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Dollar firms after robust US jobs report backs rate hike

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A strong US jobs report flashed a green light Friday for the Federal Reserve to increase interest rates this month, pushing the dollar up from its sell-off the previous day.

[NEW YORK] A strong US jobs report flashed a green light Friday for the Federal Reserve to increase interest rates this month, pushing the dollar up from its sell-off the previous day.

Analysts said that the Labour Department's report of solid jobs growth of 211,000 payrolls in November signaled the US economy was strong enough to weather the first US rate hike in more than nine years.

"The dollar closed out a wild week with fewer losses as strong US jobs data cleared the final hurdle to a Fed rate hike," said Joe Manimbo at Western Union Business Solutions.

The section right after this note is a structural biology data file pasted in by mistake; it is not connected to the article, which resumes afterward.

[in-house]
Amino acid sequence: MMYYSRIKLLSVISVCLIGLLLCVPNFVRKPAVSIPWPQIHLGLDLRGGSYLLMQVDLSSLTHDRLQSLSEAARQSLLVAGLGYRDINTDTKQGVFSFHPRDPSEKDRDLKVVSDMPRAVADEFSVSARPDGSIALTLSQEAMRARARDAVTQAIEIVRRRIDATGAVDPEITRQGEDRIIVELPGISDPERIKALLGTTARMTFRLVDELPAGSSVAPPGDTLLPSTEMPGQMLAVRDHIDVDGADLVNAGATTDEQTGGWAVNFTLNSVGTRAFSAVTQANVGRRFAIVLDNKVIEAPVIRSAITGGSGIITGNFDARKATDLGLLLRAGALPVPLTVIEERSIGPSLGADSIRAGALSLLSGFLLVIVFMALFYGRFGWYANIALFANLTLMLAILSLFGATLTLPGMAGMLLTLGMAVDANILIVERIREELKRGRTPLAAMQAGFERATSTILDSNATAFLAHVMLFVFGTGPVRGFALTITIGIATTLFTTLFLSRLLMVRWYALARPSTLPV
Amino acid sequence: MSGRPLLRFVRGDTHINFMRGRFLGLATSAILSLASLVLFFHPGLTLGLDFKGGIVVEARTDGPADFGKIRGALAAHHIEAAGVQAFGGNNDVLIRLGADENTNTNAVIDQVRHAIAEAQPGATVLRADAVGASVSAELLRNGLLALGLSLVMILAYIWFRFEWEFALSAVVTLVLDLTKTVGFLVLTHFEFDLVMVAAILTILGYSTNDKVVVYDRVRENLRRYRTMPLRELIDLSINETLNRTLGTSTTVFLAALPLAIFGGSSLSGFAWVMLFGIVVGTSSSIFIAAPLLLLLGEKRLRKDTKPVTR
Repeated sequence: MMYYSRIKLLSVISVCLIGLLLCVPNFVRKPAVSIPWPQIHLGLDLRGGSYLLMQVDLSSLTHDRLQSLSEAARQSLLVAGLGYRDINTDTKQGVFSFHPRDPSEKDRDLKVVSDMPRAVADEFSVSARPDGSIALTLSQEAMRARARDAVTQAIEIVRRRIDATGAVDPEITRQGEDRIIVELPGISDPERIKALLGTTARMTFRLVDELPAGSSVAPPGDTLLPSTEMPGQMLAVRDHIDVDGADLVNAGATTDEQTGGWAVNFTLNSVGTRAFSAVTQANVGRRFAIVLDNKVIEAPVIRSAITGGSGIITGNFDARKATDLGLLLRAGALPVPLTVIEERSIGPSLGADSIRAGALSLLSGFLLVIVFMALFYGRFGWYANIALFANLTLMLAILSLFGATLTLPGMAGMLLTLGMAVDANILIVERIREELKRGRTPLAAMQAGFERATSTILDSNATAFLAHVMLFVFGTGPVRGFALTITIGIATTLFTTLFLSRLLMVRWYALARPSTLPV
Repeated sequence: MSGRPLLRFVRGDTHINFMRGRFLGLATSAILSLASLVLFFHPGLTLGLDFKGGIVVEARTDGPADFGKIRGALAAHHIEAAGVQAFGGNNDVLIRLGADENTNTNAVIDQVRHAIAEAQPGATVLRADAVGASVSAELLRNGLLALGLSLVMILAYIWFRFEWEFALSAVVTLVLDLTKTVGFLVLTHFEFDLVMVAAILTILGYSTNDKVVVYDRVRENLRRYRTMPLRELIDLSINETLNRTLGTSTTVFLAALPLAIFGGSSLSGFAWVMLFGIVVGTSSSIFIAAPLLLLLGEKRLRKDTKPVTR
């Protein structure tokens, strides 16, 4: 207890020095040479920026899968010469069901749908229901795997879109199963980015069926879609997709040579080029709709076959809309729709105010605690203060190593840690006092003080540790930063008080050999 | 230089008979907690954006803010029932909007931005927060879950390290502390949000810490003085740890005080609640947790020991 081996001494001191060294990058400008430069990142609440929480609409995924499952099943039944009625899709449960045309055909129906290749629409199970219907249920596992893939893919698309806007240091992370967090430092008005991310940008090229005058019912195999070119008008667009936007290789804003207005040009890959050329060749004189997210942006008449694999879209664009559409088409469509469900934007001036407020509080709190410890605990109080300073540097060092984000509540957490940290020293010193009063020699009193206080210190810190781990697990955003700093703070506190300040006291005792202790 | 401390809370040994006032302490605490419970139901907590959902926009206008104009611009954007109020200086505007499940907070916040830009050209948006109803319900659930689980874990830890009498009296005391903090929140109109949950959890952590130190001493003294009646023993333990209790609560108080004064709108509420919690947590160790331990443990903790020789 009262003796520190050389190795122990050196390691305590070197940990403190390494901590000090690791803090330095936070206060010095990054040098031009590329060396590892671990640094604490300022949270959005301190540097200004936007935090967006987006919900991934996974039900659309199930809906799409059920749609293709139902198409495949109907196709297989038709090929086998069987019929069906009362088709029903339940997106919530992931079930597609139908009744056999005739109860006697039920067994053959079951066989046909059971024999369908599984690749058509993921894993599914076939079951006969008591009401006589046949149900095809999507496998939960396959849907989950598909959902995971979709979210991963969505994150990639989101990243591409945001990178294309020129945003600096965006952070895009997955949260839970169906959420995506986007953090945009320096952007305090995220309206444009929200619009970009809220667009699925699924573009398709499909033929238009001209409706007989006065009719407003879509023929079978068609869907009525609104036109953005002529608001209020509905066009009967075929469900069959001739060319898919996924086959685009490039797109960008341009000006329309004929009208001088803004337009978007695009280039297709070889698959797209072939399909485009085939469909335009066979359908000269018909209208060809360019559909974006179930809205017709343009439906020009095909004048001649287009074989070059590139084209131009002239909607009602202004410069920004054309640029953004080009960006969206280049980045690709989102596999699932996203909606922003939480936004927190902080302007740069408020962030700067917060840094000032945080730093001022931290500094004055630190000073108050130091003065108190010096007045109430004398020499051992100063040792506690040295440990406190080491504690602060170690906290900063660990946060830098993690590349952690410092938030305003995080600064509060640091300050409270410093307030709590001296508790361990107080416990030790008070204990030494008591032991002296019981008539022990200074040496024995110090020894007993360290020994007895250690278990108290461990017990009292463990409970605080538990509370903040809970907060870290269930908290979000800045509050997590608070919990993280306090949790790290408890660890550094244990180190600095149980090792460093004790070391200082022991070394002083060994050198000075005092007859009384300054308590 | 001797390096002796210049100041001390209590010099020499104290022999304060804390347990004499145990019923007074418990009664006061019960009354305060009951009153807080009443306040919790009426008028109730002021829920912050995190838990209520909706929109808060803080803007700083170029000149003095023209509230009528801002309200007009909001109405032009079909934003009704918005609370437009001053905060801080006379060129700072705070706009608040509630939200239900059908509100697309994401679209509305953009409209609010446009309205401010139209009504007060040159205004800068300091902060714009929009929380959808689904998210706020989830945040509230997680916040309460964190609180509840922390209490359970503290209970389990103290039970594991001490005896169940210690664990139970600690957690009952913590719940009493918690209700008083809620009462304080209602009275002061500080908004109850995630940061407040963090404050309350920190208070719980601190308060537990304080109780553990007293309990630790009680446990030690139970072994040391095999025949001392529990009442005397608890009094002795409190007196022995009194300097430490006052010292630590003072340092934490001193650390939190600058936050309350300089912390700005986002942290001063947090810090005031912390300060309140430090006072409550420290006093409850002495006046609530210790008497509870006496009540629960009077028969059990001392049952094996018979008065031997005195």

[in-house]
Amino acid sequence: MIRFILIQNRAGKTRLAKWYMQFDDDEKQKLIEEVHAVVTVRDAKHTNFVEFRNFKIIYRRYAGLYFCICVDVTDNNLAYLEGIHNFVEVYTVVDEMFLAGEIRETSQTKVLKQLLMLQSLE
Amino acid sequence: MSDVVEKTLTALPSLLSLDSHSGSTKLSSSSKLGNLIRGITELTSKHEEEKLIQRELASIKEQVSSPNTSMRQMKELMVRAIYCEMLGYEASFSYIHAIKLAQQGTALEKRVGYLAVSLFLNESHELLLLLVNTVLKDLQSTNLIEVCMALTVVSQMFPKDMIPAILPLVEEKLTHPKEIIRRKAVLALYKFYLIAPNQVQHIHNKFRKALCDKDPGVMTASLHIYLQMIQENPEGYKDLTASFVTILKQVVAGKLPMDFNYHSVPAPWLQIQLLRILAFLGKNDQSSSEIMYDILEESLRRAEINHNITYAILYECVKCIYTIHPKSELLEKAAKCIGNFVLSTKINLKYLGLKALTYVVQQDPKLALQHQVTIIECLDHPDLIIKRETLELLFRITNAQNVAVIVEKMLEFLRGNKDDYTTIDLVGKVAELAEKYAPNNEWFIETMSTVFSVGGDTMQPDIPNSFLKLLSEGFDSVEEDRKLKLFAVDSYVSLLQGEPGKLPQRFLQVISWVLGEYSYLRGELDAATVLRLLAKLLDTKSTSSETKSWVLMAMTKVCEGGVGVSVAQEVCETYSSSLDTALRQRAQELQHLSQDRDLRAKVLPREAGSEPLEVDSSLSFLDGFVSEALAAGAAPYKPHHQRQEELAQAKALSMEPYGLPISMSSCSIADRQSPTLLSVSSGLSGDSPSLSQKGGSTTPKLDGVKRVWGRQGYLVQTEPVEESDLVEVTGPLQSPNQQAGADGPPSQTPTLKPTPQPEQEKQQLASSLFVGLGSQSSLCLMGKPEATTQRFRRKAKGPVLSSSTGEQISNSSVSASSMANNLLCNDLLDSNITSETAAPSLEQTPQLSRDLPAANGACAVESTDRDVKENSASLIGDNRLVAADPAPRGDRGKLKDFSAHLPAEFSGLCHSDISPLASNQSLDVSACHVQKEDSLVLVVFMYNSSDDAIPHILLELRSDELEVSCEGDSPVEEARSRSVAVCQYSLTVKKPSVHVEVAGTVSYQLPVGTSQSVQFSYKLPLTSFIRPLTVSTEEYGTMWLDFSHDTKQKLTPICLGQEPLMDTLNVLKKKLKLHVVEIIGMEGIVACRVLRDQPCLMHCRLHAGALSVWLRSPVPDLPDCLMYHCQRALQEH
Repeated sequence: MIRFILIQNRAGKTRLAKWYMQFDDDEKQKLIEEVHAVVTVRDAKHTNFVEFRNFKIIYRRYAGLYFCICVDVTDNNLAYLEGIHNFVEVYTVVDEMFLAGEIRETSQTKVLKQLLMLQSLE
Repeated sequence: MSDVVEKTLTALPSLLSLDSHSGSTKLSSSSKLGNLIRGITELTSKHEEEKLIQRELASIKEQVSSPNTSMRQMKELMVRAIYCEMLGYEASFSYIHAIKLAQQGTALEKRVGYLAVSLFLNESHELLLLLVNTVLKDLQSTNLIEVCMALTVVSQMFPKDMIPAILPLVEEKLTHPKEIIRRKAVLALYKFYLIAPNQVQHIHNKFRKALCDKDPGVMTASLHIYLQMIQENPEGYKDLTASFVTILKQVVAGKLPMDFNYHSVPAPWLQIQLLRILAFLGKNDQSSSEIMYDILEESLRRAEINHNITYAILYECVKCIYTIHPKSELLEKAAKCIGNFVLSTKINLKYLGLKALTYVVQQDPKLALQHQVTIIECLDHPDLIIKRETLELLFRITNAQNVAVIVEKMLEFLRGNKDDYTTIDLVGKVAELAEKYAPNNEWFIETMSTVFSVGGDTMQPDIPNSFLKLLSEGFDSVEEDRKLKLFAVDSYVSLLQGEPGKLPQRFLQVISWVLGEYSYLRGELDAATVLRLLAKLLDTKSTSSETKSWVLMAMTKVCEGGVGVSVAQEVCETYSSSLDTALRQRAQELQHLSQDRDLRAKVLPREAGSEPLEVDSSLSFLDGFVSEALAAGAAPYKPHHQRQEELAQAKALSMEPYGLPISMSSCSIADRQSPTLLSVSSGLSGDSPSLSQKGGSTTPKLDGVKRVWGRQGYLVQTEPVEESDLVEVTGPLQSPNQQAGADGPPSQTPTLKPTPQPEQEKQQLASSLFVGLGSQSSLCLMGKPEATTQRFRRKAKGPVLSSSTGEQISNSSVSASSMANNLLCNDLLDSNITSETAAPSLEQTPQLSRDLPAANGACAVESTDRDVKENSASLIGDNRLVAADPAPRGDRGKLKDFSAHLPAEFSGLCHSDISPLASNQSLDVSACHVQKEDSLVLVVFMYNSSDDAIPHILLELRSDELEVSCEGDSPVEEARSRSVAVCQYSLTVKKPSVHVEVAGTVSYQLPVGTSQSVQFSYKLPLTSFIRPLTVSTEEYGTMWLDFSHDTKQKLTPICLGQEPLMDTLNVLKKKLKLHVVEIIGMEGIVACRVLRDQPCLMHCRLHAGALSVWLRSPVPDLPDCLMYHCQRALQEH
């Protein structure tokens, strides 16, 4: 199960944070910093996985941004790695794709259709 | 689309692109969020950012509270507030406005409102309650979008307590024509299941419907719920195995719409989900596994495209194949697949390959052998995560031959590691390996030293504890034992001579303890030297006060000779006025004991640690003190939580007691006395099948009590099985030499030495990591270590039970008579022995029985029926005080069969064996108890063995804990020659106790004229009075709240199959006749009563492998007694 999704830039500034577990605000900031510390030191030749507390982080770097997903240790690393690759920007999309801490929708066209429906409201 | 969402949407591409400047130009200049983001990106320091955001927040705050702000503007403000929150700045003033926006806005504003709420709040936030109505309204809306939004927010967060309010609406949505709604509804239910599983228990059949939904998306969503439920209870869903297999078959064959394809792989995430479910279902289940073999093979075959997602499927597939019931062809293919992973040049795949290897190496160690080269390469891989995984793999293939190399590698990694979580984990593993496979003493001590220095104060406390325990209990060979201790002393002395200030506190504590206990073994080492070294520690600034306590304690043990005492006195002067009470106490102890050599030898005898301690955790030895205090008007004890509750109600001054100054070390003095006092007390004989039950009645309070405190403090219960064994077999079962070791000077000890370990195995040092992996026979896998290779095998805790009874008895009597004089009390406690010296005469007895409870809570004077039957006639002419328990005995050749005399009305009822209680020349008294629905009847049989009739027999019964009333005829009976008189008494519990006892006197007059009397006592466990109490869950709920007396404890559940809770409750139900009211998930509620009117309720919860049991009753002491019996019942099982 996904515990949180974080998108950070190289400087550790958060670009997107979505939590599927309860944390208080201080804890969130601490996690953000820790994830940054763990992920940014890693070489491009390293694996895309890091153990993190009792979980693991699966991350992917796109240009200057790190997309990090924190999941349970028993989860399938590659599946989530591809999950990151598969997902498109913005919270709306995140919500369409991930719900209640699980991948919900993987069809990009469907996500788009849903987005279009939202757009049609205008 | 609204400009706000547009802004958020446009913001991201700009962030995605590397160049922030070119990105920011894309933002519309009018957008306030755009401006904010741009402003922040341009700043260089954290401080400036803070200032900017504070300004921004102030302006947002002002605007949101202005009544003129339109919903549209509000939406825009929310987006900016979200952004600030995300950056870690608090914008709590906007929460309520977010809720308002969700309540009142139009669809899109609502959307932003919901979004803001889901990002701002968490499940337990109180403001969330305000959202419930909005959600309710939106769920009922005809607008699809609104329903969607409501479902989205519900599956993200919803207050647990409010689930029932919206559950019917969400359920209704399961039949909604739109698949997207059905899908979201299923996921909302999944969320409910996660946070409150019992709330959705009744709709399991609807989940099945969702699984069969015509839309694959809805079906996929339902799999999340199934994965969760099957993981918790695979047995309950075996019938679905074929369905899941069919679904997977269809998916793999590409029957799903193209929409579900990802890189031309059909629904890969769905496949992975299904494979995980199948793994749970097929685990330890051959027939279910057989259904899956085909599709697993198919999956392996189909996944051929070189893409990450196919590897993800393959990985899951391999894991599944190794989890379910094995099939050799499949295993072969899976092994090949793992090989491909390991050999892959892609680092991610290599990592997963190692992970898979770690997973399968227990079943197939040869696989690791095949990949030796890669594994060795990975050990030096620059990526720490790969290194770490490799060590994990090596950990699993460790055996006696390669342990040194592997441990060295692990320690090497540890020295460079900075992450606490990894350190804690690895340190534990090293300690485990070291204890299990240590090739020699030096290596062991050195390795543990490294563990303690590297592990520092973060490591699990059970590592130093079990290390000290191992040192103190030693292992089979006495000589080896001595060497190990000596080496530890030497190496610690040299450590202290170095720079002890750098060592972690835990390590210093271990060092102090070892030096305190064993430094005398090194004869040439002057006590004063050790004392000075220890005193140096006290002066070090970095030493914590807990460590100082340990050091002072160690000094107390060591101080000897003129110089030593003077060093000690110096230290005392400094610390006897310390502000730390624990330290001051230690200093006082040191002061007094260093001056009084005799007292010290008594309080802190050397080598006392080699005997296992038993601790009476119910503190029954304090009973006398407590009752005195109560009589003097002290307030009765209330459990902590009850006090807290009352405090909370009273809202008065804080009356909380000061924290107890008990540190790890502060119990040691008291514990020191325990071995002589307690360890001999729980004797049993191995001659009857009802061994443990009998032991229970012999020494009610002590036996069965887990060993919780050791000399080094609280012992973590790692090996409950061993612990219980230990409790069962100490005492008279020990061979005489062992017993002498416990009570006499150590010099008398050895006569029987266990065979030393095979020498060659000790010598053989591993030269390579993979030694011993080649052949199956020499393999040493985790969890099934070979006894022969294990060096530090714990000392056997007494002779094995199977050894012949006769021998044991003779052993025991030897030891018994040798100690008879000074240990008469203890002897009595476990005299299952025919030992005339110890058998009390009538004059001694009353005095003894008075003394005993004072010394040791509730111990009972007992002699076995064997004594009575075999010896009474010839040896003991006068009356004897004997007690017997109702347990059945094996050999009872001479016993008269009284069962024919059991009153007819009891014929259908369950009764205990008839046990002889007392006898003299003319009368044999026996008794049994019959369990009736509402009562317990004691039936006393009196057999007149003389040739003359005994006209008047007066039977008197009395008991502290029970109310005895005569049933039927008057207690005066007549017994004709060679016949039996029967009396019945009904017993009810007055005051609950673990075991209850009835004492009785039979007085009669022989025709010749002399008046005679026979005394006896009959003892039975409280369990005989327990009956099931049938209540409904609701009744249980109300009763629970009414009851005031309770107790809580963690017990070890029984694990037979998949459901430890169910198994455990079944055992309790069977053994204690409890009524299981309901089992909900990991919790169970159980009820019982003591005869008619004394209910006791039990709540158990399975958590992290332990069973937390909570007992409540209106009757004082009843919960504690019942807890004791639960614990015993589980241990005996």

The greenback climbed to US$1.0874 per euro around 2200 GMT, from US$1.0947 at the same time Thursday. The dollar bought 123.16 yen, up 0.4 per cent.

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Market expectations firmed for the Fed to raise the federal funds rate at its December 15-16 meeting. The benchmark rate has been pegged at zero since December 2008 to underpin the recovery from the Great Recession.

Still, the jobs report showed US wage growth remains subdued, one of the signs of slack in the jobs market the Fed is watching before moving to raise the rate.

"The slowdown in average hourly earnings may push the Federal Open Market Committee to implement a 'dovish rate hike' at the December 16 interest rate decision amid the disinflationary environment," said David Song, currency analyst at DailyFX.

The euro meanwhile lost some of its Thursday gains that came after the European Central Bank's new stimulus initiatives disappointed investors who had expected more firepower.

On Friday, ECB President Mario Draghi appeared to be stumping to counter criticism, insisting the central bank would increase efforts to support the eurozone economy if conditions did not improve.

"There is no doubt that if we had to intensify the use of our instruments to ensure that we achieve our price stability mandate, we would," he said in a speech at the Economic Club of New York.

AFP

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